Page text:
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The Spinal Cord is Smarter Than We Thought

brain neuronsThe Central Nervous System consists of the brain and the spinal cord. There is a perception that the brain does the majority of the controlling work with the spinal cord simply being a conduit for nerve messages. This concept has been challenged in recent years by a growing body of research.

A study published in Nature Neuroscience reveals how the spinal cord is able to process and control complex functions that were previously thought to be controlled by the cerebral cortex in the brain.

Researchers demonstrated shown that the spinal cord is able to process and control complex functions, like the positioning of your hands in external space. This kind of hand control requires sensory inputs from multiple joints and these inputs was previously thought to be processed and converted into motor commands by the brain.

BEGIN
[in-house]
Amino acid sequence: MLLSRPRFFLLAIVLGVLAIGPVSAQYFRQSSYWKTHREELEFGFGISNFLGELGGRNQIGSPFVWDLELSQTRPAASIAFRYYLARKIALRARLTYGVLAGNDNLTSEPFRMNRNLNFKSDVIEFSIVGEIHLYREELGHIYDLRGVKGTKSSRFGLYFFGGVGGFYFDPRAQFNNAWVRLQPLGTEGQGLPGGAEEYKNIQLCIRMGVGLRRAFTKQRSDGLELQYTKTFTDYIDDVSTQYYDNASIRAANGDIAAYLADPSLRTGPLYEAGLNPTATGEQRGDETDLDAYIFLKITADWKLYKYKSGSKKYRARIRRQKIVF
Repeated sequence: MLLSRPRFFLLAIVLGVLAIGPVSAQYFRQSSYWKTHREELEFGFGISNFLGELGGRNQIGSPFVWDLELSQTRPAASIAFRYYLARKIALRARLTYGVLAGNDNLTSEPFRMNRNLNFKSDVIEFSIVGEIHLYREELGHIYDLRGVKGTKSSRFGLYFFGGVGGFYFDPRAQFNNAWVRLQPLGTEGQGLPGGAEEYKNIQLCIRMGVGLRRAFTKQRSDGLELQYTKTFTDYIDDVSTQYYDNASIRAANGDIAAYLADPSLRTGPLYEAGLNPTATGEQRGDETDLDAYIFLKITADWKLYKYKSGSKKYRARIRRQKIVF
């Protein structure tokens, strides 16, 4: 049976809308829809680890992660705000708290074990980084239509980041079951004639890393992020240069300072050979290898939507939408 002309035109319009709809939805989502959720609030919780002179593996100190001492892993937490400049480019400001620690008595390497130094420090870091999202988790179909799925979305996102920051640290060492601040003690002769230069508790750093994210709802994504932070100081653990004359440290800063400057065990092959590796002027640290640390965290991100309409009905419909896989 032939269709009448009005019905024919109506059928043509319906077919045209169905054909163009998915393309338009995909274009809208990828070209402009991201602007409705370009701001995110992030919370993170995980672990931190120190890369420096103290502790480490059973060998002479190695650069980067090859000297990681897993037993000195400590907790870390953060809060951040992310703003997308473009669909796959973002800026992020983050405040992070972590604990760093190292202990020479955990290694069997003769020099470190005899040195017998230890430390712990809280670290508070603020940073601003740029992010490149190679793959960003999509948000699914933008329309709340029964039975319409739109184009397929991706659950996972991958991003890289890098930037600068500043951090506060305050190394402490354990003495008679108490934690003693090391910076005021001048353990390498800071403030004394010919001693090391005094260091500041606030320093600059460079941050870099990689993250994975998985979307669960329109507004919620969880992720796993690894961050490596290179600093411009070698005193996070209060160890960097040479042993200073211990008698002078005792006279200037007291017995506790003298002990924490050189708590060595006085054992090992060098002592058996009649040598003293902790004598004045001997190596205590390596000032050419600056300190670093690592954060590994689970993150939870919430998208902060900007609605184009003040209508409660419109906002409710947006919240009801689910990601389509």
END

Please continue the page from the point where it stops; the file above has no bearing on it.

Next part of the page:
They measured the time that it took for the muscles in the hands to respond to stimulus and whether these responses returned them to the original position. By measuring the lag in the response, they were able to determine whether the processing was happening in the brain or the spinal cord. The responses happened so quickly that only place that
they could be generated from is the spinal circuits.

“This research has shown that a least one important function is being done at the level of the spinal cord and it opens up a whole new area of investigation to say, what else is done at the spinal level and what else have we potentially missed in this domain?”

A.Pruszynski I. Weiler, E. Gribble, “Spinal stretch reflexes
support efficient hand control” Nature Neuroscience, Feb 11, 2019


Proper spinal function can help balance a key component of the body, the autonomic nervous system, which regulates many aspects of health from blood pressure, heartbeat and breathing, digestive function, and controlling stress levels.

Lenoir, N. Guedj, P. Boulu, P. Guigui, M. Benoist
Camptocormia: the bent spine syndrome, an update. European Spine Journal. 2010 Aug;19(8):1229-37

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